Rain puts brakes on Four-Wide Nationals

March, 28, 2010
03/28/10
5:58
PM ET

CONCORD, N.C. -- Four-wide or two-wide, drag racing doesn't work in the rain.

Final judgment of the inaugural Four-Wide Nationals will have to wait until Monday. The first four-wide racing event in NHRA history made it halfway through the semifinals Sunday before rain halted the show at zMax Dragway.

For racing fans, tomorrow is Big Monday. All three major events -- Sprint Cup, IndyCar and the NHRA -- were rained out, but the NHRA was the only one that got some racing action in before the deluge came.

The Top Fuel and Funny Car final four are set for eight seconds of racing Monday starting at 11 a.m. ET.

Pro Stock and Pro Stock Motorcycles still have to run the semifinals, which will start after the nitro cars finish. The stockers will have 75 minutes afterward before racing the finals in those two categories.

So what did we see? Exhilarating? Confusing? Unusual? Sensory overload? Breathtaking? Surprising?

Yes. It was all those things, almost more than a person could take in and absorb at one time.

For now, the grade is incomplete, but I'm giving the new format a big thumbs-up.

Through three days of racing, with more to come Monday, fans have seen a little bit of everything, from car bodies exploding off two Funny Cars on the same pass to four Top Fuel dragsters crossing the finish line at more than 300 mph only inches apart.

One opening-round Funny Car pass Sunday had 14-time champion John Force and Jack Beckman advance by edging Bob Tasca and Tony Pedregon by a car length.

The Top Fuel final Monday is Cory McClenathan, Doug Kalitta, Antron Brown and Doug Herbert, the big surprise of that quad.

"This is huge," Herbert said. "I only have one full-time guy on my crew. I have a bunch of my buddies from NASCAR teams helping us."

The Funny Car final includes Force and his daughter, Ashley Force Hood, along with Ron Capps and Matt Hagan, one of the guys whose car exploded Saturday.

The exhilarating part? That was true on almost every pass.

Look at it like this: Four nitro cars blasting down the track at the same time is about 30,000 horsepower. An entire 43-car field in a Sprint Cup race is about 34,000 horsepower.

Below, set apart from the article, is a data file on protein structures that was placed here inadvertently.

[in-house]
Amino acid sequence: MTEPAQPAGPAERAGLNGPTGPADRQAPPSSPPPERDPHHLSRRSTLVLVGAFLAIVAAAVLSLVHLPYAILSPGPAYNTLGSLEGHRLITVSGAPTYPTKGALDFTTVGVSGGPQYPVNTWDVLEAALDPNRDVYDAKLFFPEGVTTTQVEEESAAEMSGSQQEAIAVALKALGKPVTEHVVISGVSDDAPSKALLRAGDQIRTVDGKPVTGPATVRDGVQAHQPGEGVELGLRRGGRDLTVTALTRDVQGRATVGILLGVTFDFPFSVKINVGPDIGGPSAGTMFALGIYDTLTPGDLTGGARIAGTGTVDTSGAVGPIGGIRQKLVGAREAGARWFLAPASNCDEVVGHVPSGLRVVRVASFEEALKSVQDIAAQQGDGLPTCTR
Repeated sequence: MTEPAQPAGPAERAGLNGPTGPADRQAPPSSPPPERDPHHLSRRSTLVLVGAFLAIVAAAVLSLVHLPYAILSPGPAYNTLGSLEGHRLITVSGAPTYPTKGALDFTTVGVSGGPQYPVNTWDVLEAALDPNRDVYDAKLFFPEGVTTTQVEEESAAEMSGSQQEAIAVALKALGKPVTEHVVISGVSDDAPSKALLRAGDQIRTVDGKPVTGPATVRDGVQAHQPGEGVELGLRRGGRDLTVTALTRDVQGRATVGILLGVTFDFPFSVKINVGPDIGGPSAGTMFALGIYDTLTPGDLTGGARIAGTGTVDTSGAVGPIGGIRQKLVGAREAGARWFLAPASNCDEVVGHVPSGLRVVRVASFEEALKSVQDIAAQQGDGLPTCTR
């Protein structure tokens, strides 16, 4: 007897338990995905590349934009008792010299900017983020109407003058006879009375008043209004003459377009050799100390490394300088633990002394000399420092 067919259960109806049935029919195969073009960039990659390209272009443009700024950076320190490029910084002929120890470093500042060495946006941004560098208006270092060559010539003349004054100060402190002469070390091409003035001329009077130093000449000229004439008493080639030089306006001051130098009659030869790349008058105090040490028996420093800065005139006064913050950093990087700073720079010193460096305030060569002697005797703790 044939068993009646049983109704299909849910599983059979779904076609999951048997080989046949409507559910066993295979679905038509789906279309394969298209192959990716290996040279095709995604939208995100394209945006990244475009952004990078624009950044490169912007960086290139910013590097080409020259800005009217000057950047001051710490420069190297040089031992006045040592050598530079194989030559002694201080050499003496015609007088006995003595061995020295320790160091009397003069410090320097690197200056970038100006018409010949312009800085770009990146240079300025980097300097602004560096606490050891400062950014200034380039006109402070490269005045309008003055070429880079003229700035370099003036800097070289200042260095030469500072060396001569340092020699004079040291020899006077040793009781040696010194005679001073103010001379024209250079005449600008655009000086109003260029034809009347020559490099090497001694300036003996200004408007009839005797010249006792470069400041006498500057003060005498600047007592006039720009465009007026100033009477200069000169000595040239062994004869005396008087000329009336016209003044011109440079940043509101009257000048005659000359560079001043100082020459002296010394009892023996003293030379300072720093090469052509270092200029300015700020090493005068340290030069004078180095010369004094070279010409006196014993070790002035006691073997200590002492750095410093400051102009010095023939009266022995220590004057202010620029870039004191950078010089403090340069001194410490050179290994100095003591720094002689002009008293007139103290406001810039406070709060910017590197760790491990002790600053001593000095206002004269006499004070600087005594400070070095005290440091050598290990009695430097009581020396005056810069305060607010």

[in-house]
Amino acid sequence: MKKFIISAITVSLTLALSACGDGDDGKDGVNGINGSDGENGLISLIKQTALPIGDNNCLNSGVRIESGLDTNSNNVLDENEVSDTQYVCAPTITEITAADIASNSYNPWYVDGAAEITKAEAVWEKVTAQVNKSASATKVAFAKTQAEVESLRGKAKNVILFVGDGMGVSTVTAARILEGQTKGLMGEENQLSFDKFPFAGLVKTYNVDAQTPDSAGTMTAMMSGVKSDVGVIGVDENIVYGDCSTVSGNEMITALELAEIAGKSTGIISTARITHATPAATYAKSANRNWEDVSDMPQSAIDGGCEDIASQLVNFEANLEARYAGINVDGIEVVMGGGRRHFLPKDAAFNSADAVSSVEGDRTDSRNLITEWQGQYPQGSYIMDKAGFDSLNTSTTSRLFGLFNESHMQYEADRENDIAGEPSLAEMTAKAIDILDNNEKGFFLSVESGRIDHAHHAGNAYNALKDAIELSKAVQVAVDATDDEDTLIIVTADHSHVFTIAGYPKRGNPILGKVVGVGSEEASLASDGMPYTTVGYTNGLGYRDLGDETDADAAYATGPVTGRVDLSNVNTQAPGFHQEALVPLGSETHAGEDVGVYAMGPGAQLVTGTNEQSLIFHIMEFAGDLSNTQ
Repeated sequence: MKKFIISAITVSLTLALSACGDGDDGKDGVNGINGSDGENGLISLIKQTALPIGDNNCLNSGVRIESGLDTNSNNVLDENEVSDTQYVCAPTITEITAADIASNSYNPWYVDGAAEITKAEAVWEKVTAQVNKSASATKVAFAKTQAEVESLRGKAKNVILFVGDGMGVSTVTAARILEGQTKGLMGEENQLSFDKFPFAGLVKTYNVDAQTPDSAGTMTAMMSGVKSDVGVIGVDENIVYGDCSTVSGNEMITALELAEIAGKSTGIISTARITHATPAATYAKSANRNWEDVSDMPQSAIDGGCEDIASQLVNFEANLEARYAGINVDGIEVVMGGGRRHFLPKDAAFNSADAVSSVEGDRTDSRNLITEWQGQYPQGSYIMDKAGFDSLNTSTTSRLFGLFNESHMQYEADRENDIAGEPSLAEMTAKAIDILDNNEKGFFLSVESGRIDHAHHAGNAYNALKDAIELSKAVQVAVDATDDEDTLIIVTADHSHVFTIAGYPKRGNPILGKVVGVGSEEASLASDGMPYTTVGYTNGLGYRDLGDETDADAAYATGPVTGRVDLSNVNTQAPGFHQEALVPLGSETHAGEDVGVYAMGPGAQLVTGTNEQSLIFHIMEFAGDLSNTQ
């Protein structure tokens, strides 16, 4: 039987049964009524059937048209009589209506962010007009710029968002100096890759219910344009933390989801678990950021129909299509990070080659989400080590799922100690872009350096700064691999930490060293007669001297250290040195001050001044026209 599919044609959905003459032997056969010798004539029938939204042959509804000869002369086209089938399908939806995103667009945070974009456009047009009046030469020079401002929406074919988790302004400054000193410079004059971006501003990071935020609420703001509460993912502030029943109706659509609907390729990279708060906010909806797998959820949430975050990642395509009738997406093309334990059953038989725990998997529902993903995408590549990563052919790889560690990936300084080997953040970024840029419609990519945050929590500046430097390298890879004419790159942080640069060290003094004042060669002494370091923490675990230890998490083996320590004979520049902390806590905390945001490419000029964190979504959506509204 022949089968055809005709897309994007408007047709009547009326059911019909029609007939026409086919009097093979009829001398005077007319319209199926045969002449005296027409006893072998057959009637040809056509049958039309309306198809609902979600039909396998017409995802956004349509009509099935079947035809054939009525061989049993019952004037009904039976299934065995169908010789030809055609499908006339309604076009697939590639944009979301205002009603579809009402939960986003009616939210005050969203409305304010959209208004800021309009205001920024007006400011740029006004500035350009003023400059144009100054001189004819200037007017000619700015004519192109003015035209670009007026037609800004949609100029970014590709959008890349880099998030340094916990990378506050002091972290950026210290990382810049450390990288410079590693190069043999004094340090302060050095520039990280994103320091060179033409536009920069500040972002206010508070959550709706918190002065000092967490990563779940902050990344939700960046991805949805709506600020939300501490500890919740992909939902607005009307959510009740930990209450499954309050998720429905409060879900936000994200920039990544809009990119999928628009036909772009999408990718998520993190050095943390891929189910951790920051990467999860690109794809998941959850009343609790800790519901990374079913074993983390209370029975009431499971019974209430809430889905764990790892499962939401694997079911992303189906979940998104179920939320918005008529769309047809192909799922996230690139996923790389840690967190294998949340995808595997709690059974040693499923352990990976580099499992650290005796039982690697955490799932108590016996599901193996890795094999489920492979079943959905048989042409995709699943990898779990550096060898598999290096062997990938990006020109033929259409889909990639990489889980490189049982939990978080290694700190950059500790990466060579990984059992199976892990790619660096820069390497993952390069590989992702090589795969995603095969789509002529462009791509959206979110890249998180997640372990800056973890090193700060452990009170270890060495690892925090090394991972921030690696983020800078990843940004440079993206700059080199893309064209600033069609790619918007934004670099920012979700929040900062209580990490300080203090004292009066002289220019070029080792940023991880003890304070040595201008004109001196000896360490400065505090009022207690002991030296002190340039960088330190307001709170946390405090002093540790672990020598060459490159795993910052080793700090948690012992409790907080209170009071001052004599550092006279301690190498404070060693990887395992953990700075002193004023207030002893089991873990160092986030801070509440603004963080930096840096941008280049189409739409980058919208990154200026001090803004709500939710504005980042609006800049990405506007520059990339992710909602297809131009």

But the newness of the four-wide deal was confusing for some drivers and fans. The additional lights on the Christmas Tree threw some drivers for a loop, especially in Pro Stock.

Split times for two cars on each scoreboard were hard to understand for fans and competitors. Just trying to figure out who advanced and who didn't took some work when the cars actually finished four-wide.

But what a sight it was -- the sound, the fumes and a virtual earthquake of power and speed bombarding the senses.

It was unusual on many levels. One example: Funny Car driver Tim Wilkerson became the first driver in history to lose on two holeshots.

"How about that," Wilkerson said. "We outran everyone [on elapsed time] and came in third. Try to do that again."

Force had a career-best speed of 313.29 mph in the semifinal when he smoked the other guys with a .041-second reaction time. Not bad for a 60-year-old man.

More surprises came when seven-time Top Fuel champ Tony Schumacher failed to finish in the top two in his semifinal.

"We had such a good car, so I clearly didn't expect that outcome," Schumacher said. "For some reason, I was a little distracted at the starting line and ended up deep-staging, which ultimately cut into our elapsed time."

Fans saw a little bit of everything before the rain arrived Sunday, enough that some may want to call in sick Monday to see the rest of the show.

Terry Blount

ESPN Staff Writer

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